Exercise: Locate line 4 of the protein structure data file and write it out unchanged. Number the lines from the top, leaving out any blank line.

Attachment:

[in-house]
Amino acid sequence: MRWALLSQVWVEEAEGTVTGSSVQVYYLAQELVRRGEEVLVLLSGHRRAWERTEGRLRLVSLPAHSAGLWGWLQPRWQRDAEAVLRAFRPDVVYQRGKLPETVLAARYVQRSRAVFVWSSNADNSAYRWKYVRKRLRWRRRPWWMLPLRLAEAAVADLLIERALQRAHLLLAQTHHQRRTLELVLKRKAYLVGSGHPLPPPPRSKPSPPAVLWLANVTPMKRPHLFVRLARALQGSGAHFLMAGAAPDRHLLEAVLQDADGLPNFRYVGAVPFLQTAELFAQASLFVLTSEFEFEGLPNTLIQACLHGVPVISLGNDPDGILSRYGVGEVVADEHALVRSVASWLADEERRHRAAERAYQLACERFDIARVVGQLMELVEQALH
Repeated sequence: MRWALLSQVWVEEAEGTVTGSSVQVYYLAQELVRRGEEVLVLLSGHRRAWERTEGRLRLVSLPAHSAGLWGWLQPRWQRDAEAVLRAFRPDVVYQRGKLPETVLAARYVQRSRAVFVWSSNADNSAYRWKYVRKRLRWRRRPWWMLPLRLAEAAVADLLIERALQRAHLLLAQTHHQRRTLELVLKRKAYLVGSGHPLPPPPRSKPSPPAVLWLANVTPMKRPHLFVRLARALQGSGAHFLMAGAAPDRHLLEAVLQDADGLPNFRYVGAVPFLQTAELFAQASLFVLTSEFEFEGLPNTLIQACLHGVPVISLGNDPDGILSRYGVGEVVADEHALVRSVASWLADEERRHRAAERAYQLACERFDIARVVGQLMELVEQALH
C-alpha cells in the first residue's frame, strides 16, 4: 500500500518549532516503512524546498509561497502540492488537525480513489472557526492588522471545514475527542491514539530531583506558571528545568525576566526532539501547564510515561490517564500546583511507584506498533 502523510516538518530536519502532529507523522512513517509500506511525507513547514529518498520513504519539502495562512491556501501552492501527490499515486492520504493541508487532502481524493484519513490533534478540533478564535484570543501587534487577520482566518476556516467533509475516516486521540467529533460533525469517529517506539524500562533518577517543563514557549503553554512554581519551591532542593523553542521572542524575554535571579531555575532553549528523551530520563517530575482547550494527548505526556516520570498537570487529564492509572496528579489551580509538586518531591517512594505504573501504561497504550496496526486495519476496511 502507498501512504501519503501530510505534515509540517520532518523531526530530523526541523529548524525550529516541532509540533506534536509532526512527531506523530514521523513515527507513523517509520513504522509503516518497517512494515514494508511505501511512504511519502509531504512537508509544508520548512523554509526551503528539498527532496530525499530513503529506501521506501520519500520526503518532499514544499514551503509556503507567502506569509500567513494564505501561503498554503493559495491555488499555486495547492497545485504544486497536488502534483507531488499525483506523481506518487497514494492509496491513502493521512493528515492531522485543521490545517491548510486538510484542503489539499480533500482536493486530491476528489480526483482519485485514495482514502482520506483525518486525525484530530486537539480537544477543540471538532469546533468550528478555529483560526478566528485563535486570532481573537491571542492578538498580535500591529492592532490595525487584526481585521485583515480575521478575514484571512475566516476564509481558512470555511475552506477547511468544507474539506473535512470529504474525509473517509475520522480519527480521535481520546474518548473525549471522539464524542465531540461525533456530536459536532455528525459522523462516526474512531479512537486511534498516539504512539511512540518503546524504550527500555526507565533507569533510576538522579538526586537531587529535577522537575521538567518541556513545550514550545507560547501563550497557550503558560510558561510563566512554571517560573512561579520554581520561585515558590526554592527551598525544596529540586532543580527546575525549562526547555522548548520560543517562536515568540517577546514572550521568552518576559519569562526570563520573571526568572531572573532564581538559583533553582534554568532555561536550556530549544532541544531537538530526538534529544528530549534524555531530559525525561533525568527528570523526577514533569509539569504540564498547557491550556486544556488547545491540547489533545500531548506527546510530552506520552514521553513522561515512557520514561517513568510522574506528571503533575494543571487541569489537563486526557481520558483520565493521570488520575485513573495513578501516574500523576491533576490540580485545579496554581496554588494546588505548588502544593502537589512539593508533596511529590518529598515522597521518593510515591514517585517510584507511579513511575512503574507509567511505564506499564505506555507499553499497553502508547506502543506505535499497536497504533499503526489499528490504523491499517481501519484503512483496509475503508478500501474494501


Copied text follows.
C-alpha cells in the first residue's frame, strides 16, 4: 500500500518549532516503512524546498509561497502540492488537525480513489472557526492588522471545514475527542491514539530531583506558571528545568525576566526532539501547564510515561490517564500546583511507584506498533 502523510516538518530536519502532529507523522512513517509500506511525507513547514529518498520513504519539502495562512491556501501552492501527490499515486492520504493541508487532502481524493484519513490533534478540533478564535484570543501587534487577520482566518476556516467533509475516516486521540467529533460533525469517529517506539524500562533518577517543563514557549503553554512554581519551591532542593523553542521572542524575554535571579531555575532553549528523551530520563517530575482547550494527548505526556516520570498537570487529564492509572496528579489551580509538586518531591517512594505504573501504561497504550496496526486495519476496511 502507498501512504501519503501530510505534515509540517520532518523531526530530523526541523529548524525550529516541532509540533506534536509532526512527531506523530514521523513515527507513523517509520513504522509503516518497517512494515514494508511505501511512504511519502509531504512537508509544508520548512523554509526551503528539498527532496530525499530513503529506501521506501520519500520526503518532499514544499514551503509556503507567502506569509500567513494564505501561503498554503493559495491555488499555486495547492497545485504544486497536488502534483507531488499525483506523481506518487497514494492509496491513502493521512493528515492531522485543521490545517491548510486538510484542503489539499480533500482536493486530491476528489480526483482519485485514495482514502482520506483525518486525525484530530486537539480537544477543540471538532469546533468550528478555529483560526478566528485563535486570532481573537491571542492578538498580535500591529492592532490595525487584526481585521485583515480575521478575514484571512475566516476564509481558512470555511475552506477547511468544507474539506473535512470529504474525509473517509475520522480519527480521535481520546474518548473525549471522539464524542465531540461525533456530536459536532455528525459522523462516526474512531479512537486511534498516539504512539511512540518503546524504550527500555526507565533507569533510576538522579538526586537531587529535577522537575521538567518541556513545550514550545507560547501563550497557550503558560510558561510563566512554571517560573512561579520554581520561585515558590526554592527551598525544596529540586532543580527546575525549562526547555522548548520560543517562536515568540517577546514572550521568552518576559519569562526570563520573571526568572531572573532564581538559583533553582534554568532555561536550556530549544532541544531537538530526538534529544528530549534524555531530559525525561533525568527528570523526577514533569509539569504540564498547557491550556486544556488547545491540547489533545500531548506527546510530552506520552514521553513522561515512557520514561517513568510522574506528571503533575494543571487541569489537563486526557481520558483520565493521570488520575485513573495513578501516574500523576491533576490540580485545579496554581496554588494546588505548588502544593502537589512539593508533596511529590518529598515522597521518593510515591514517585517510584507511579513511575512503574507509567511505564506499564505506555507499553499497553502508547506502543506505535499497536497504533499503526489499528490504523491499517481501519484503512483496509475503508478500501474494501